Updated: Aug 29
I would like to thank my dear friend Nicole for sending me this Women’s Prize Longlist read all the way from the U.K. Nicole Barbosa has an amazing podcast of which she interviews various amazing authors. She even interviews Yvonne Battle Felton on her debut book Remembered (The link to this episode is below my review). This book was sent to me with love and was one of Nicole’s absolute favorite reads of last year, I definitely had to read it and immerse myself into the world of Remembered.
The setting is 1910, and Philadelphia is burning. There are citywide riots as thousands of workers strike in solidarity against the Philadelphia Transit Company.
Edward is in the hospital in a coma, fighting for his life. The rumors are that Edward drove a trolley car into a shop window. Some people think it was an accident, and others think he did it on purpose. The police hover nearby and are convinced that it was for a deeper reason. Questions arise; Did he do it? Can they find out the truth? Were his actions intentional? And will he make it out of this comma to face the consequences of his actions?
For Spring, the last place she wants to be is hanging around a beat down colored section of the hospital, surrounded by sickly people and the ghost of her dead sister. But her son Edward lays in a coma dying, and she has no choice but to be there for him.
The only thing that Spring is sure of is that she must hurry and tell Edward about how he came to be. With the help of her dead sister, some newspaper clippings, and her reconstructed memories, she has to try and find a way to get through to him. Spring will face everything she has silenced in her past and will try her best to bring him home.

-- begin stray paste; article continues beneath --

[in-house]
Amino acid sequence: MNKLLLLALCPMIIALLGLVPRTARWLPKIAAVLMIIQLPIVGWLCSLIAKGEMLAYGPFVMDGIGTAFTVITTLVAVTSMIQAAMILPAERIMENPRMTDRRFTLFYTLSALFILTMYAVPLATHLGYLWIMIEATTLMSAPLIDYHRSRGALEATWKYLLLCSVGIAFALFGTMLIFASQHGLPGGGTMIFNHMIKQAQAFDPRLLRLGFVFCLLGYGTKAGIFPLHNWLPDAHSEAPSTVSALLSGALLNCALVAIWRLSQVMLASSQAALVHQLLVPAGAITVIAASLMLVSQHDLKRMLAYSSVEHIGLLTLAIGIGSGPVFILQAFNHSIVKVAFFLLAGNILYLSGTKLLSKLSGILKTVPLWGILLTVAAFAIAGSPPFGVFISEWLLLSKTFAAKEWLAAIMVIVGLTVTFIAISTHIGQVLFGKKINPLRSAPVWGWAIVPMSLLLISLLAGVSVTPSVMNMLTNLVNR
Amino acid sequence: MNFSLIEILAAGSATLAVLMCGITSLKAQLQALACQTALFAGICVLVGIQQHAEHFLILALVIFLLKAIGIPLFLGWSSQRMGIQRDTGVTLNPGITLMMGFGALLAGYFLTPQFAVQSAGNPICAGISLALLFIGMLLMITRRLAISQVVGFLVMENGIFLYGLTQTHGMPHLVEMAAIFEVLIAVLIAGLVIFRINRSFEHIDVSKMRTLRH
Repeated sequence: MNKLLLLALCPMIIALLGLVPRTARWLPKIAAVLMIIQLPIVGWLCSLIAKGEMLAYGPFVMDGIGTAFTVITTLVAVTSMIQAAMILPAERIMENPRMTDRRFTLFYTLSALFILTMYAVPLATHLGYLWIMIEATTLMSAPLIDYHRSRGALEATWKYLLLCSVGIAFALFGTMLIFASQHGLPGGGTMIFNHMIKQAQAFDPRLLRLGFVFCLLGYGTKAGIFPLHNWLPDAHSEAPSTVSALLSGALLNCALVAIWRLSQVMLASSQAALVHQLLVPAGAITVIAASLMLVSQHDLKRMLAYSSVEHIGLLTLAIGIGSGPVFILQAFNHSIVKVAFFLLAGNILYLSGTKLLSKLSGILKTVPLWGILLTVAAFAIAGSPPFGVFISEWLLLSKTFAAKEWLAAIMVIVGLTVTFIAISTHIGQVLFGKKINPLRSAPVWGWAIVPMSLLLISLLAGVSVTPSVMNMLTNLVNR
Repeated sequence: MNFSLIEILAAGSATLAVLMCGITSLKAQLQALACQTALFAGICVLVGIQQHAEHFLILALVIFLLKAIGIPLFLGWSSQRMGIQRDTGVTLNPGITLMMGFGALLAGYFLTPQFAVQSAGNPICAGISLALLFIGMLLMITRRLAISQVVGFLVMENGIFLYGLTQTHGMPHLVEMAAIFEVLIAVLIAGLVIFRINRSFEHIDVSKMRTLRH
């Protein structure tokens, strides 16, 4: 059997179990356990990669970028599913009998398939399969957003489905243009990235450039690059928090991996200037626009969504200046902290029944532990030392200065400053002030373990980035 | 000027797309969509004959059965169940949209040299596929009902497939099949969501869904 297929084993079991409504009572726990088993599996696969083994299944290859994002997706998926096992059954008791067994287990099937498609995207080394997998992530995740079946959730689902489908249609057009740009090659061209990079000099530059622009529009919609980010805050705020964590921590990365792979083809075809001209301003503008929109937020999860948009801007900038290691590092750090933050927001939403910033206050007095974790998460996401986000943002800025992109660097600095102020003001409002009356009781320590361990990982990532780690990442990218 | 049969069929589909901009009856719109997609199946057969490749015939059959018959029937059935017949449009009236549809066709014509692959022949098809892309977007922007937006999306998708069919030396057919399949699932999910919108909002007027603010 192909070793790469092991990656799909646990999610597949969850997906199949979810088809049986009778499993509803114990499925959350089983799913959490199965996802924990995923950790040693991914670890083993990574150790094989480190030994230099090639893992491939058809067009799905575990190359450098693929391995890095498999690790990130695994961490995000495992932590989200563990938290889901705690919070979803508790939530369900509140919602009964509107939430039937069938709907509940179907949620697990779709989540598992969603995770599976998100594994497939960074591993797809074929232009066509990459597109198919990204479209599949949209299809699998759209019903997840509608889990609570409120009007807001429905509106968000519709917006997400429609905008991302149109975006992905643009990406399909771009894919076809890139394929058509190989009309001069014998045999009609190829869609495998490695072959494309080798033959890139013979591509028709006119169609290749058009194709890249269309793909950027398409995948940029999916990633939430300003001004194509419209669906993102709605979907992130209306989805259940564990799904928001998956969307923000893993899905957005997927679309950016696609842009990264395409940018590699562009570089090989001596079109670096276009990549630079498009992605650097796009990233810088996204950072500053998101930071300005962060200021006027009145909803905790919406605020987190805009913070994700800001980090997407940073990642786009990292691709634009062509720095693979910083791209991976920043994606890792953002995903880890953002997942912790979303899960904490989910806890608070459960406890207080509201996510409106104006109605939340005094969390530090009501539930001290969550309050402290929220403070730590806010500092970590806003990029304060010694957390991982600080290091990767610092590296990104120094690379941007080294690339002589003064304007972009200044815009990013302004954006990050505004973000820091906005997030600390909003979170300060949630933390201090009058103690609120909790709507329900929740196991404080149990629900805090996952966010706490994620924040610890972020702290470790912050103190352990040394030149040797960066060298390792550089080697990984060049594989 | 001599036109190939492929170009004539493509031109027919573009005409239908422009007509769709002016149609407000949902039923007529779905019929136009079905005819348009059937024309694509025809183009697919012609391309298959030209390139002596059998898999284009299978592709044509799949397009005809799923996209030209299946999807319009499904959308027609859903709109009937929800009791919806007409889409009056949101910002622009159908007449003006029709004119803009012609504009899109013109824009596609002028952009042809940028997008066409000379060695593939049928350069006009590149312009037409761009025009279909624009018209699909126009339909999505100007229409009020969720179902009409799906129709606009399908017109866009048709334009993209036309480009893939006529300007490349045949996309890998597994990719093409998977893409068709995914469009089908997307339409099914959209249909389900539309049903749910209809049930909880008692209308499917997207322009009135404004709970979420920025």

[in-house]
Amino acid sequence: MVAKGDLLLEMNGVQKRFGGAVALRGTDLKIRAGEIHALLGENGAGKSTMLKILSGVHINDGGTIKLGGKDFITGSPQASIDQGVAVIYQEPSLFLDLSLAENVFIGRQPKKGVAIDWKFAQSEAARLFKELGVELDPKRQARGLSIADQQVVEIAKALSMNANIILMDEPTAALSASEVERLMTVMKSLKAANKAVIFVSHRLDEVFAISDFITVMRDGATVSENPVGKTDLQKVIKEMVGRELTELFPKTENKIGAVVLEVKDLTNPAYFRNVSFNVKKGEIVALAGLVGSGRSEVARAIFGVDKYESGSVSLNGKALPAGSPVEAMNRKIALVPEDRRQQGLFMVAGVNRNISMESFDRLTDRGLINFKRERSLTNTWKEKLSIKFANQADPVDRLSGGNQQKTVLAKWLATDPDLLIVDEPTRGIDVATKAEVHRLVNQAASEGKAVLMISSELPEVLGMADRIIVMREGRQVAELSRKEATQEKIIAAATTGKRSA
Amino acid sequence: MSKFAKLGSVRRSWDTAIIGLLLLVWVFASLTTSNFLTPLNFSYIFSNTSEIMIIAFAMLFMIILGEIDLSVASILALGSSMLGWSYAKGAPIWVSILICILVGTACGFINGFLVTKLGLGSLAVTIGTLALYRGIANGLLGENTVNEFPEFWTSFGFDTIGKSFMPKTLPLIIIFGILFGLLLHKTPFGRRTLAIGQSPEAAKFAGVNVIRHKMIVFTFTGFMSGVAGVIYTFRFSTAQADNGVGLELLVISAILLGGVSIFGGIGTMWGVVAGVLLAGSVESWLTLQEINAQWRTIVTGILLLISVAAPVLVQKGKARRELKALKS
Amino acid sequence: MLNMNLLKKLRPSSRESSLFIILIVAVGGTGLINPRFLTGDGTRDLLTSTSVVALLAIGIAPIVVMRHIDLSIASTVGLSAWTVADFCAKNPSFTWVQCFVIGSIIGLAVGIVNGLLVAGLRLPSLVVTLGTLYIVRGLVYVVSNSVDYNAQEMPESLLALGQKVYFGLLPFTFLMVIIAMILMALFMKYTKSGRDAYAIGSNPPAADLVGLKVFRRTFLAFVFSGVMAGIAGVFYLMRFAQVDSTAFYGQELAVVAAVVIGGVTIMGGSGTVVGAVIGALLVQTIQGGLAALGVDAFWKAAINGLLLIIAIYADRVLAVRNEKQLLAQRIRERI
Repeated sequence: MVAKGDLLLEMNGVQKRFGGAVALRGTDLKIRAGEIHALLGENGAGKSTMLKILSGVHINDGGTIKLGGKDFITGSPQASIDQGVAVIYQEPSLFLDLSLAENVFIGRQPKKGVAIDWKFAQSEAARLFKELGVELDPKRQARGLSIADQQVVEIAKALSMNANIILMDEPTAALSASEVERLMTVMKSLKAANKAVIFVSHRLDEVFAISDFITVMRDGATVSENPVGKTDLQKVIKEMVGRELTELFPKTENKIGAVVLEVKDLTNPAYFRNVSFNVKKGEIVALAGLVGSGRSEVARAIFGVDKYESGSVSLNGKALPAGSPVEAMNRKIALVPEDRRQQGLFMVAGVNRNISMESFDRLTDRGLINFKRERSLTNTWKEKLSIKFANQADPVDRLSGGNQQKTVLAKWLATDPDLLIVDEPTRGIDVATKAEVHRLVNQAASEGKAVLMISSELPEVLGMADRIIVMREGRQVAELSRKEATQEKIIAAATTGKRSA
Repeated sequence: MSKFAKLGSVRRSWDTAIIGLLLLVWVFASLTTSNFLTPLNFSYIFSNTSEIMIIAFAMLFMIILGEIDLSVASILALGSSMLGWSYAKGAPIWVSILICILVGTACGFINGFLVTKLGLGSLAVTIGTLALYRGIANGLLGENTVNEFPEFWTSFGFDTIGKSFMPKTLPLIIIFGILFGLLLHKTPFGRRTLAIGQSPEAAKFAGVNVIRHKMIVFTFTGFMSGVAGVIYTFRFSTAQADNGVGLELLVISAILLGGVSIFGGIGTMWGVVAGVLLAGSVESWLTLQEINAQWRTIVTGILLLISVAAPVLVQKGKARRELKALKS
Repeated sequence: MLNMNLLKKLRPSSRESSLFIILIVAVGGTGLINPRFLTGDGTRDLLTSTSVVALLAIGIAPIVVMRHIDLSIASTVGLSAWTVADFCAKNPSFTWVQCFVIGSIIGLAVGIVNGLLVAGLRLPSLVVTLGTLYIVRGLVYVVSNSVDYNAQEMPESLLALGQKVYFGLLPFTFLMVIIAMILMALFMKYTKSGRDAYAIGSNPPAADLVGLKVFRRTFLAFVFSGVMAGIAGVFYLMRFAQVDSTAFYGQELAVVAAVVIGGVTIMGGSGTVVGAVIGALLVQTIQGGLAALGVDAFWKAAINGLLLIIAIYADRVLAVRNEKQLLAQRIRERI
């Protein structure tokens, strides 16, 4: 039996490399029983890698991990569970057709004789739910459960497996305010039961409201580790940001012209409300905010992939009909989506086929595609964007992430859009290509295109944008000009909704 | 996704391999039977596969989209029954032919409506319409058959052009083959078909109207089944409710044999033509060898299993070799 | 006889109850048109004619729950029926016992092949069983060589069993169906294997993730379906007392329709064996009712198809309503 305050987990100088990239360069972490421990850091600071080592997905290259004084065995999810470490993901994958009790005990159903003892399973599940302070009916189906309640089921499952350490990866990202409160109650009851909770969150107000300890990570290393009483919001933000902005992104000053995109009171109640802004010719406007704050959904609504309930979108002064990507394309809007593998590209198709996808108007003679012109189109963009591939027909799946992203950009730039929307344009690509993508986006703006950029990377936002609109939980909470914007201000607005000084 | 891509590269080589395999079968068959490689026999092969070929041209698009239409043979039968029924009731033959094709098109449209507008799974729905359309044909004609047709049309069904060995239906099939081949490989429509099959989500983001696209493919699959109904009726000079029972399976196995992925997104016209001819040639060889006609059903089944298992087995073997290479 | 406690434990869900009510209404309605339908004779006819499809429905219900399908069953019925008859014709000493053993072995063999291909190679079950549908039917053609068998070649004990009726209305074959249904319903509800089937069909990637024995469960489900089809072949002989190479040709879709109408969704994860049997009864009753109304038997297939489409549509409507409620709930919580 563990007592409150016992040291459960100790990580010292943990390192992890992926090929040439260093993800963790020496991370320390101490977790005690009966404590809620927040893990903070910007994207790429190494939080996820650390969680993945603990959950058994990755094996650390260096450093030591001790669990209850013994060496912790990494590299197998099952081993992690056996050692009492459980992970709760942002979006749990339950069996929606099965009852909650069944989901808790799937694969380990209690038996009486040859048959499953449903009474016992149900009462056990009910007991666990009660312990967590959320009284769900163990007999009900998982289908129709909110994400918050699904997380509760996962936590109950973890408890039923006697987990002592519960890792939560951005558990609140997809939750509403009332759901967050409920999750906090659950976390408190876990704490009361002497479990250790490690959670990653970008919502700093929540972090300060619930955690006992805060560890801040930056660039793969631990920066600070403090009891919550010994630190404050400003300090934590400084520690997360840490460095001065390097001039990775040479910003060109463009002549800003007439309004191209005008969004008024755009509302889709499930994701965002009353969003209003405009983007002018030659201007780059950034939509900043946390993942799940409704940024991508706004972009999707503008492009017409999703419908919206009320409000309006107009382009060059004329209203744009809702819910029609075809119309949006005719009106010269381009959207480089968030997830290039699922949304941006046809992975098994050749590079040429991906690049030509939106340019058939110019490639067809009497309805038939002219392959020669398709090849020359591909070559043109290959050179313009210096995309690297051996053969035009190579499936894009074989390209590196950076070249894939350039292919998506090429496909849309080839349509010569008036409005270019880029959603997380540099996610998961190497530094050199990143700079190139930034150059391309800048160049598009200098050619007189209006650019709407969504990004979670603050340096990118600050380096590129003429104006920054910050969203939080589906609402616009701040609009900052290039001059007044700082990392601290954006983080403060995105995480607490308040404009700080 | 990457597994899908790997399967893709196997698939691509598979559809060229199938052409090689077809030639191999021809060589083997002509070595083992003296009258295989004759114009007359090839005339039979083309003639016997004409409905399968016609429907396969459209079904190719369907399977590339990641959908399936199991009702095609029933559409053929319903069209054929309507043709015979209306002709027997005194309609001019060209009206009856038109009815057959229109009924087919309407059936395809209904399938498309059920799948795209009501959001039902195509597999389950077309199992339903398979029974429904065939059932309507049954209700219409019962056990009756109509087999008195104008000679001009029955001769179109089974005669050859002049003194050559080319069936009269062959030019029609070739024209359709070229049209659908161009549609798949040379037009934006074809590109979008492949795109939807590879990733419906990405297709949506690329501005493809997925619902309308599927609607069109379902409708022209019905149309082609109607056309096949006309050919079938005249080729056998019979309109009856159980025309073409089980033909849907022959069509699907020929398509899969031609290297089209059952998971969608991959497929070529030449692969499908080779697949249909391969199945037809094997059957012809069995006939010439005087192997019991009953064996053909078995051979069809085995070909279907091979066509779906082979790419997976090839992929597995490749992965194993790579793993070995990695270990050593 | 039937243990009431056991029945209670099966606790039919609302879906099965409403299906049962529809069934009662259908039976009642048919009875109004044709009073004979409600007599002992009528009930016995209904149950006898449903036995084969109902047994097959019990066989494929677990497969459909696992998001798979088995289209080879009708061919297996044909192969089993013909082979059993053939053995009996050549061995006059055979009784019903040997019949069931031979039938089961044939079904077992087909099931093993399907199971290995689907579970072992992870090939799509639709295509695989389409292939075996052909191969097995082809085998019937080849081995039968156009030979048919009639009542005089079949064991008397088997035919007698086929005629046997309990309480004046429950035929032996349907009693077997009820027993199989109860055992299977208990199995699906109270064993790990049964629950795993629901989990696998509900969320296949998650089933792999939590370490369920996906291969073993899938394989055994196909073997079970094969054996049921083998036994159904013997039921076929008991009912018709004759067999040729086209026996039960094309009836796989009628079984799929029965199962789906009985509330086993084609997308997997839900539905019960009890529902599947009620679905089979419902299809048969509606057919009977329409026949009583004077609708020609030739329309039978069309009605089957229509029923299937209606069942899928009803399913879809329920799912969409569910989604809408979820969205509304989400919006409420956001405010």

I would like to explain a little more about the story; Remembered is a historical fiction read based in two different timelines and generations. The first is 1910 in Philadelphia and takes place in a time span of 24 hours where black people have been emancipated from slavery. The second timeline is set between 1843 to 1867 and spans 24 years. It is during the time of the American Civil War, slavery, as well as when the Emancipation Proclamation took place. We follow Spring, an emancipated slave, from a young age when she lived at the plantation, to the present day in Philadelphia. The bulk of the book was based on the latter dates. I was actually quite surprised about this because I was expecting the book to be mostly based in 1910. We don’t know a whole lot about Edward, but instead, we learn much more about Spring, her dead sister, as well as the story of how Edward came to be.
Let me talk about what I did like about this book. There’s no denying that this story lacked any heart or rich and warm characters, because that is simply what caught my attention right from the beginning to the end. I adored the two sisters immensely in this book, they were both complete polar opposites. One being extremely feisty and the other very endearing. I also loved the hearty and strong relationship between the two sisters, and the critical views that Battle-Felton presented on the challenges of motherhood. The amount of hardship that the sisters go through is absolutely heartbreaking. Some of the scenes in this story were quite brutal and difficult to read, but it was something that was necessary to the timeline that the book was based in.